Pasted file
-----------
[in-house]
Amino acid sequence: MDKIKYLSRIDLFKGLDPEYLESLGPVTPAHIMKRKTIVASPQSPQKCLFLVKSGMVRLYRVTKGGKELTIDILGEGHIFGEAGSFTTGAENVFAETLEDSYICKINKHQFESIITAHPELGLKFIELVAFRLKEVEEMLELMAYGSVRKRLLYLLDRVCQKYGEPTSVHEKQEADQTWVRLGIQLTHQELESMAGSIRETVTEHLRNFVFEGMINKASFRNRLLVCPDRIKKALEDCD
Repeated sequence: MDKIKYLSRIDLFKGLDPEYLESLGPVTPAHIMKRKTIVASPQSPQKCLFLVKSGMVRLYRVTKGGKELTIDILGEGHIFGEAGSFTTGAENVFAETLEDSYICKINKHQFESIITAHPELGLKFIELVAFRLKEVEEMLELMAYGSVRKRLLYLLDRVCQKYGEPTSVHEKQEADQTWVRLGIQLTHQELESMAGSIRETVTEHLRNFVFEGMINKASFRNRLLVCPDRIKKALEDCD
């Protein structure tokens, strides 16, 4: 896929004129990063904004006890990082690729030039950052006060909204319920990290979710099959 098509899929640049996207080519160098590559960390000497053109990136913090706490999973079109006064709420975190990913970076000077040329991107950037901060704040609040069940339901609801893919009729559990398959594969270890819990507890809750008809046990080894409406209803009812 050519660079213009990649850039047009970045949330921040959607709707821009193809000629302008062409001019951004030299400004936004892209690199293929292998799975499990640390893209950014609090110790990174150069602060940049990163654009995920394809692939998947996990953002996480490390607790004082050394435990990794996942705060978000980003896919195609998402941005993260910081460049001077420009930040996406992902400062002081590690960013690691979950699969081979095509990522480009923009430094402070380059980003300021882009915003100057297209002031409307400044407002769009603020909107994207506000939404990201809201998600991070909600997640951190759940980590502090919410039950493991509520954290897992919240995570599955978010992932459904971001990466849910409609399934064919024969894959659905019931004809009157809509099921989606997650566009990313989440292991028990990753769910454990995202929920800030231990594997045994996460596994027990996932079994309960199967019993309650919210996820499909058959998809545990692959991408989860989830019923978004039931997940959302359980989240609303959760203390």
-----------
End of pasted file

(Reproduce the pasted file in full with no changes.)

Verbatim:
[in-house]
Amino acid sequence: MDKIKYLSRIDLFKGLDPEYLESLGPVTPAHIMKRKTIVASPQSPQKCLFLVKSGMVRLYRVTKGGKELTIDILGEGHIFGEAGSFTTGAENVFAETLEDSYICKINKHQFESIITAHPELGLKFIELVAFRLKEVEEMLELMAYGSVRKRLLYLLDRVCQKYGEPTSVHEKQEADQTWVRLGIQLTHQELESMAGSIRETVTEHLRNFVFEGMINKASFRNRLLVCPDRIKKALEDCD
Repeated sequence: MDKIKYLSRIDLFKGLDPEYLESLGPVTPAHIMKRKTIVASPQSPQKCLFLVKSGMVRLYRVTKGGKELTIDILGEGHIFGEAGSFTTGAENVFAETLEDSYICKINKHQFESIITAHPELGLKFIELVAFRLKEVEEMLELMAYGSVRKRLLYLLDRVCQKYGEPTSVHEKQEADQTWVRLGIQLTHQELESMAGSIRETVTEHLRNFVFEGMINKASFRNRLLVCPDRIKKALEDCD
């Protein structure tokens, strides 16, 4: 896929004129990063904004006890990082690729030039950052006060909204319920990290979710099959 098509899929640049996207080519160098590559960390000497053109990136913090706490999973079109006064709420975190990913970076000077040329991107950037901060704040609040069940339901609801893919009729559990398959594969270890819990507890809750008809046990080894409406209803009812 050519660079213009990649850039047009970045949330921040959607709707821009193809000629302008062409001019951004030299400004936004892209690199293929292998799975499990640390893209950014609090110790990174150069602060940049990163654009995920394809692939998947996990953002996480490390607790004082050394435990990794996942705060978000980003896919195609998402941005993260910081460049001077420009930040996406992902400062002081590690960013690691979950699969081979095509990522480009923009430094402070380059980003300021882009915003100057297209002031409307400044407002769009603020909107994207506000939404990201809201998600991070909600997640951190759940980590502090919410039950493991509520954290897992919240995570599955978010992932459904971001990466849910409609399934064919024969894959659905019931004809009157809509099921989606997650566009990313989440292991028990990753769910454990995202929920800030231990594997045994996460596994027990996932079994309960199967019993309650919210996820499909058959998809545990692959991408989860989830019923978004039931997940959302359980989240609303959760203390």